07/15/2008 06:31 pm ET Updated May 25, 2011

This Blank Ad Space Brought To You By...

I know the following will be counter-intuitive for marketers, but bear with me. Have you ever considered paying for ad space but then leaving it blank, with a simple one-liner message: "This blank space in your day brought to you by Super Savvy Brand?" Scary, I know.

My personal interest in such a "campaign" reaches boiling point whenever I am hunting down a simple, quiet space to read in an airport. No go. Cable news blares from every nook and cranny.

So, it was with pause that I read of Delta"s plan (and several other airlines are in on this too) to run ads on their boarding passes. Of course, this is nowhere near as annoying as the incessant airport cable news, but it represents one more intrusion into personal space and into the quiet time that humans get so little of today.

As Anna Prior wrote in the Wall Street Journal (after quoting a Continental representative on how "delighted" customers will be with the boarding pass ads):

"But some travelers -- who already feel nickel-and-dimed by new airline fees -- may be irked by seeing ads splashed on their boarding passes. Travelers already face a variety of come-ons during their flight. U.S. Airways, for example, sells advertising space on tray tables, while other airlines have experimented with ads on overhead bins and promotional messages on the ticket jackets handed to passengers when they check in at the airport."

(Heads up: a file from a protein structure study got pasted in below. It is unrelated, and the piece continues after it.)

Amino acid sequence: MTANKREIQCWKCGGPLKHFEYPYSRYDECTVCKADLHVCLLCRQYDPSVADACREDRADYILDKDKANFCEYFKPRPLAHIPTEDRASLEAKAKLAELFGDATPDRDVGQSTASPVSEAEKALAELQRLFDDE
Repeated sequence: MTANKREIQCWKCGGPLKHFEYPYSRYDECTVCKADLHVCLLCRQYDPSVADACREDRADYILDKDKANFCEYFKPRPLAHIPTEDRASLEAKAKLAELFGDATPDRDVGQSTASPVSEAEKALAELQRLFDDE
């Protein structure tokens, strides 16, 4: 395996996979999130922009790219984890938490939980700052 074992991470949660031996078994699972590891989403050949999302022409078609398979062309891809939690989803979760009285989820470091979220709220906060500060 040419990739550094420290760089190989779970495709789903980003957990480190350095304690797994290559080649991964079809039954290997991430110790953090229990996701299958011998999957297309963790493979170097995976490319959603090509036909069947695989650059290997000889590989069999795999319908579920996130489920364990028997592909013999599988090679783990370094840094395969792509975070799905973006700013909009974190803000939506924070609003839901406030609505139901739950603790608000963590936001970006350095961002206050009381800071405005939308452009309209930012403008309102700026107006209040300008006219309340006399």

What would happen if brands started to risk open space? If health/wellness is the new measure of status (as some studies have shown), wouldn't people be "delighted" by the advertiser who gives them a moment to clear their heads (or, at least, a quiet moment to interact in peace with that other omnipresent intrusion -- wireless email)?

Imagine: A big white page and a small logo. 30 seconds of white nothing in prime time. A boarding pass that is just that. A tray table that can sit unobtrusively in its spot.

I'm not saying this white space idea could ever become a trend -- it would be way too scary for 99.9% of brands to even fathom. But, doesn't that mean a renegade brand might be "out standing in the field" (cue the classic Gary Larson cow cartoon) for doing it -- or even testing it for a short period of time?

Some brand out there has an opportunity to hit the advertising "re-set" button with a bit of nothingness. Right now, that would gain attention in and of itself. Later on, when said brand goes back to traditional advertising fare, the resulting campaigns may well be a lot more creative and effective -- possibly even subtle. Talk about delight.